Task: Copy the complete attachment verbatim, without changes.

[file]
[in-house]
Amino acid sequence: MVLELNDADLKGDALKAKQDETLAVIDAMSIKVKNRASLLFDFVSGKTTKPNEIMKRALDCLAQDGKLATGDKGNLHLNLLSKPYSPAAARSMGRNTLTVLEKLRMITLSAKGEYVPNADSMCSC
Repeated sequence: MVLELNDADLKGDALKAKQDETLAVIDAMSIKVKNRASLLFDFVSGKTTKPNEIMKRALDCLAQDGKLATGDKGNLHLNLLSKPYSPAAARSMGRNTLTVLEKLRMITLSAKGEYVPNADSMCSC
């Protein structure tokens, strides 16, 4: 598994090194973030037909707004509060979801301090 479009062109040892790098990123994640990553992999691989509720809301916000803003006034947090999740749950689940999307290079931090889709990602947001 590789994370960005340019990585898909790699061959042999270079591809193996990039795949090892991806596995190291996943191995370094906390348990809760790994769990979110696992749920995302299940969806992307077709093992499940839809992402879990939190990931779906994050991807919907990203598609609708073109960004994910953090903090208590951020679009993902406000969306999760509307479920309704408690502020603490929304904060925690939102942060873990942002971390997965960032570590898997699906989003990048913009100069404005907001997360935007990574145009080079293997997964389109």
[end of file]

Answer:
[in-house]
Amino acid sequence: MVLELNDADLKGDALKAKQDETLAVIDAMSIKVKNRASLLFDFVSGKTTKPNEIMKRALDCLAQDGKLATGDKGNLHLNLLSKPYSPAAARSMGRNTLTVLEKLRMITLSAKGEYVPNADSMCSC
Repeated sequence: MVLELNDADLKGDALKAKQDETLAVIDAMSIKVKNRASLLFDFVSGKTTKPNEIMKRALDCLAQDGKLATGDKGNLHLNLLSKPYSPAAARSMGRNTLTVLEKLRMITLSAKGEYVPNADSMCSC
């Protein structure tokens, strides 16, 4: 598994090194973030037909707004509060979801301090 479009062109040892790098990123994640990553992999691989509720809301916000803003006034947090999740749950689940999307290079931090889709990602947001 590789994370960005340019990585898909790699061959042999270079591809193996990039795949090892991806596995190291996943191995370094906390348990809760790994769990979110696992749920995302299940969806992307077709093992499940839809992402879990939190990931779906994050991807919907990203598609609708073109960004994910953090903090208590951020679009993902406000969306999760509307479920309704408690502020603490929304904060925690939102942060873990942002971390997965960032570590898997699906989003990048913009100069404005907001997360935007990574145009080079293997997964389109």